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PNS Daily Newscast - April 9, 2020 


Vermont Sen. Bernie Sanders suspends his campaign for president. And COVID-19 is ravaging the black community in some areas, including Milwaukee.

2020Talks - April 9, 2020 


Vermont Senator Bernie Sanders drops out of the race for president, though he assured supporters yesterday his movement will continue. A federal judge ruled this week a lawsuit in Florida awaiting trial will apply to all people with former felony convictions, not just the 17 plaintiffs.

Public News Service - FL: Social Justice

Florida's Department of Children and Families claims the state's 19 community-based care lead agencies are surpassing federal performance standards for child-placement stability. (bandita/Flickr)

MIAMI — The goal for the thousands of children in Florida's foster care program is to find forever homes. But a new tracking system developed at the University of Miami shows the dream for many children is short-lived. Many kids don't even unpack because of the uncertainty over how long they

These photos, used with permission of The Tallahassee Democrat, show Florida Secretary of State Michael Ertel in blackface at a 2005 Halloween party. (Tallahassee Democrat)

TALLAHASSEE, Fla. – Florida's new elections chief was forced to resign on Thursday after just three weeks on the job, when a newspaper published pictures of him appearing in blackface. Secretary of State Michael Ertel resigned just hours after testifying before a state legislative committee

Lake County, Fla., Sheriff Willis McCall and an unidentified man stand next to Walter Irvin, Samuel Shepherd and Charles Greenlee. The three were accused of rape in 1949, along with a fourth man. (State Archives of Florida)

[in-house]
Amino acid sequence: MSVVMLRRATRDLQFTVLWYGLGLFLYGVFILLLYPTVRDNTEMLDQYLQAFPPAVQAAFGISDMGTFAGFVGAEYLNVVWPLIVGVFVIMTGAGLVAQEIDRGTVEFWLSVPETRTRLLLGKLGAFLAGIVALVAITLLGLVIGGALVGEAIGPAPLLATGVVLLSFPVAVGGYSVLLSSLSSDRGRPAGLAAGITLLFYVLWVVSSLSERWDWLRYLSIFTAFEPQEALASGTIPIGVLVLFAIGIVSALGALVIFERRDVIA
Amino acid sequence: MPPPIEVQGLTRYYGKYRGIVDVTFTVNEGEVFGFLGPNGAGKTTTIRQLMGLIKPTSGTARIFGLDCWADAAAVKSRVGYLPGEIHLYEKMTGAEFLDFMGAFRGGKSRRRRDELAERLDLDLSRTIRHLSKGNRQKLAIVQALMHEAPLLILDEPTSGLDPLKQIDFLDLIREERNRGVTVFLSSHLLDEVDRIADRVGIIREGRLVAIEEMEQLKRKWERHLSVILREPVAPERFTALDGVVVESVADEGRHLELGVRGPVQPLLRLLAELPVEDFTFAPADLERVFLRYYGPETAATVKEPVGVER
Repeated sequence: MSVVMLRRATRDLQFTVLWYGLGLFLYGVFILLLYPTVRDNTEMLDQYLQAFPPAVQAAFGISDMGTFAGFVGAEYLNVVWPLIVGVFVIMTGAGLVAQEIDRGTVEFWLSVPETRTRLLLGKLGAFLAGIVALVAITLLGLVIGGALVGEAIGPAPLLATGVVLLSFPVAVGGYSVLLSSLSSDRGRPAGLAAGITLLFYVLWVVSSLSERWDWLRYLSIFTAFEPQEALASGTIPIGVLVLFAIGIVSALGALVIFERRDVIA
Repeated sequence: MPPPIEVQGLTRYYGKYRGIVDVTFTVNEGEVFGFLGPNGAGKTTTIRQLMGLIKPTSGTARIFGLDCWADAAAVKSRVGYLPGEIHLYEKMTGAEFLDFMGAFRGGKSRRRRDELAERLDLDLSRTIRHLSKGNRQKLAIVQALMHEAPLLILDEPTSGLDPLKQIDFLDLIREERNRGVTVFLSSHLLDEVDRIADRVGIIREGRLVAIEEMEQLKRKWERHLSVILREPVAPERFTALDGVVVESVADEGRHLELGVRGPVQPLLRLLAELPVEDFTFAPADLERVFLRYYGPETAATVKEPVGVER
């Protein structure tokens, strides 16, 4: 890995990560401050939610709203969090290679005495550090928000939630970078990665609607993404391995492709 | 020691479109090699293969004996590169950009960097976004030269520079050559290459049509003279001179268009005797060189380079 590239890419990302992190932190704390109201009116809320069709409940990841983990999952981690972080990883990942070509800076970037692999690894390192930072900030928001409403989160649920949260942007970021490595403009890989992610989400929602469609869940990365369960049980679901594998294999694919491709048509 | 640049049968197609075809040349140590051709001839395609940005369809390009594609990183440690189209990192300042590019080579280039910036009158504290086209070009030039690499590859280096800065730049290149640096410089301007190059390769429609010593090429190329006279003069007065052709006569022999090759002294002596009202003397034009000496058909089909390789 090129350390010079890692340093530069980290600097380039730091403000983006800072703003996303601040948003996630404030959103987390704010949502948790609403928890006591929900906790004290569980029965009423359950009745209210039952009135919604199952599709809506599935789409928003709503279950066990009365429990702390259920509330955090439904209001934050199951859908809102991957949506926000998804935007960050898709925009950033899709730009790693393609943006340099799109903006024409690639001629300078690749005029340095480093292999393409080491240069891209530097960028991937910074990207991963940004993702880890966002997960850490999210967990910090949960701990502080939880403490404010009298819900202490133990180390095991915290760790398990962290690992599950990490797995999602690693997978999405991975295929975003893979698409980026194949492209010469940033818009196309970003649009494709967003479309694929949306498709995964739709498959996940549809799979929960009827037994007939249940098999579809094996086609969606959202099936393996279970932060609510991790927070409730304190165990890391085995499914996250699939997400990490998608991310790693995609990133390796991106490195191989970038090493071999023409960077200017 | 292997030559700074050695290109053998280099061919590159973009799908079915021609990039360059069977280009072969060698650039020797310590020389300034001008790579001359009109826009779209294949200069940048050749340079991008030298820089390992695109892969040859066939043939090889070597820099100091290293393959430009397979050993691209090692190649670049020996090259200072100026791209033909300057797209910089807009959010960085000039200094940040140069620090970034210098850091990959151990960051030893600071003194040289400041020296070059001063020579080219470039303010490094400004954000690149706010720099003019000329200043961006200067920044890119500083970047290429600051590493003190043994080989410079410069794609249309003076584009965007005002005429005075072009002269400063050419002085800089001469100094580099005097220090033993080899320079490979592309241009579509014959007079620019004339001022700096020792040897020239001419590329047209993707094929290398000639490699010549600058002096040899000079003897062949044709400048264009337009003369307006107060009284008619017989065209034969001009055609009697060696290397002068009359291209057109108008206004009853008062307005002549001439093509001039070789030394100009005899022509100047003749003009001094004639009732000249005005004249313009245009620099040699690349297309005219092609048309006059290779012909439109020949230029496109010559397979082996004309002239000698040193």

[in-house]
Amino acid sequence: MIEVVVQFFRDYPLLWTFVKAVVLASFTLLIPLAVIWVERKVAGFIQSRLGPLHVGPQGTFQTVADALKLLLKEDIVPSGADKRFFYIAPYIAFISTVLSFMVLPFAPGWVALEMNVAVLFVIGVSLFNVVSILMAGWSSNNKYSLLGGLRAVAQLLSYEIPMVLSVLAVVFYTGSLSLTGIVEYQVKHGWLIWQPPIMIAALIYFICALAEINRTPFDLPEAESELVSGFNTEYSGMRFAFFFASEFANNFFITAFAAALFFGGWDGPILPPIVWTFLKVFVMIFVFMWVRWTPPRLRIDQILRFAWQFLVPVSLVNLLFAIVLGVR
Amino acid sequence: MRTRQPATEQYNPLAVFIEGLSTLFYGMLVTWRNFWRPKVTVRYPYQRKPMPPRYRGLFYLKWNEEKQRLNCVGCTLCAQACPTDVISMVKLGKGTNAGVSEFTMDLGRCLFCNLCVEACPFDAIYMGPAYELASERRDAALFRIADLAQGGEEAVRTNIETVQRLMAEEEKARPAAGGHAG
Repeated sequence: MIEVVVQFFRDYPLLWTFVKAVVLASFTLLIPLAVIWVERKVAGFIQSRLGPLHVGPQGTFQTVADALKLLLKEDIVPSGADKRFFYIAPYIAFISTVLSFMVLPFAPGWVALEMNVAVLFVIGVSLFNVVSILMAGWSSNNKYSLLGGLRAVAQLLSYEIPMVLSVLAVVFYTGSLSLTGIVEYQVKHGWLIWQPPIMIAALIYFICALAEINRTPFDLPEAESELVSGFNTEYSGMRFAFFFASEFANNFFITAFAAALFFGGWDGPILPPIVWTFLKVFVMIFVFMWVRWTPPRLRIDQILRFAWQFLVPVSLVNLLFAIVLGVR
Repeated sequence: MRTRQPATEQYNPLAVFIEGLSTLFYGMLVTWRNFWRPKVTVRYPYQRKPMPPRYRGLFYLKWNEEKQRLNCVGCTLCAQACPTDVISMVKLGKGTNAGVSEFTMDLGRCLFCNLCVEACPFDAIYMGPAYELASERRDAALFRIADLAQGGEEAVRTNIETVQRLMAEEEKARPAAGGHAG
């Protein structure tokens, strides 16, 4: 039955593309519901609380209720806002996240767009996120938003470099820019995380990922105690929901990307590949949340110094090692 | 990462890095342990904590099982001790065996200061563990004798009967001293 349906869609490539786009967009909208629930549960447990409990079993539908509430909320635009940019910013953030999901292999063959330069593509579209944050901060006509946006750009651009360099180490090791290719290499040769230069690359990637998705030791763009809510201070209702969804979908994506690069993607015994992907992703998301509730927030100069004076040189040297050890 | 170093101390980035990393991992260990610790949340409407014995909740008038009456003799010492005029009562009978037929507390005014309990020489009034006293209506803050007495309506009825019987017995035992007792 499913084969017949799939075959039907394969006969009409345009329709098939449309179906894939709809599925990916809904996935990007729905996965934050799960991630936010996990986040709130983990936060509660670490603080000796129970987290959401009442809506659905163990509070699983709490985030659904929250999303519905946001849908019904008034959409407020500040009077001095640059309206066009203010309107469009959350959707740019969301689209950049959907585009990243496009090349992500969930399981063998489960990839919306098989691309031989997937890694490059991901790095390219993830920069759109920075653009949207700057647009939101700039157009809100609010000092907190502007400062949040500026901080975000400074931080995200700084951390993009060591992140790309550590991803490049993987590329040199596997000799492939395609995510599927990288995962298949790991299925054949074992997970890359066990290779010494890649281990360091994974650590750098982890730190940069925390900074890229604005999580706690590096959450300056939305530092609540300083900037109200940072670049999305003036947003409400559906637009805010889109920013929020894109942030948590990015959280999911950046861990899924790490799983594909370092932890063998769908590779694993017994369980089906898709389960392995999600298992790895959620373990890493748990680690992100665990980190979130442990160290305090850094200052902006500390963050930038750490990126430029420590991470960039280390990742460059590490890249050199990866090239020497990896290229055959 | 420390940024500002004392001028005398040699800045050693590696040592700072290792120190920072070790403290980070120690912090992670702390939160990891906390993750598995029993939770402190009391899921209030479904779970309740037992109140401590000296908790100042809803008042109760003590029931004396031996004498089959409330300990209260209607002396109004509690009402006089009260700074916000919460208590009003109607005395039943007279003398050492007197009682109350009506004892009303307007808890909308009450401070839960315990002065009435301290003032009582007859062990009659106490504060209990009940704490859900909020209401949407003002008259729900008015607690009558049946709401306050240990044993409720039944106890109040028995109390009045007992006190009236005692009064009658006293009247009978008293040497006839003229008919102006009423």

TALLAHASSEE, Fla. – Nearly 70 years after being accused of raping a white woman, four African-American men were posthumously pardoned on Friday by the state of Florida, but the families say they'd like to see an exoneration, which would officially declare their innocence. The men known as th

A press conference outside the Florida Supreme Court during the recount in the 2000 presidential election. (Village Square/Flickr)

TALLAHASSEE, Fla. — Delays, mistakes, the addition of rejected absentee ballots, and now, technical malfunctions are all fueling a flurry of legal action in the statewide recount in three of Florida's biggest races. Claiming possible fraud against election supervisors in Broward and Palm Bea

Luc Bastien, left, stands with union brothers at 32BJ SEIU after canvassing. (32BJ SEIU)

TALLAHASSEE, Fla. - In a final push to support candidates and issues they care about, a group of immigrant, Latino and Haitian union workers - many of whom are ineligible to vote - still went door-to-door on Election Day to encourage those who can to make it to the polls. In the last few months, t

Five states actively use Marsy’s Law, while 35 have some form of victims' rights in their constitution.  (Geralt/Pixabay)

TALLAHASSE, Fla. – Among a number of amendments on Florida voters' 2018 ballots, is Amendment 6, also known as Marsy's Law. The amendment to the state's constitution is aimed at expanding the rights of crime victims during the legal process, and supporters say it creates equal footing with d

Research prepared for the LeRoy Collins Institute at Florida State University finds dramatic changes in enrollment, and court rulings and policy changes in recent decades have undercut desegregation efforts in Florida. (Pixabay)

TALLAHASSEE, Fla. – Studies, including the latest release of the KIDS COUNT Data Book by The Annie E. Casey Foundation, show students of color are more likely to live in poverty and have poor educational outcomes. But church and civic leaders say that can change if policymakers address educa

The ACLU requested that parents have at least one week to decide whether to pursue asylum in the United States after they are reunited with their children. (Sasha Ivanova/Twenty/20)

TALLAHASSEE, Fla. – After a federal judge temporarily halted deportations of immigrant families reunited at the southwest border, immigrant-rights groups say there is still a problem with keeping families incarcerated for profit. U.S. District Judge Dana Sabraw imposed a delay of at least a

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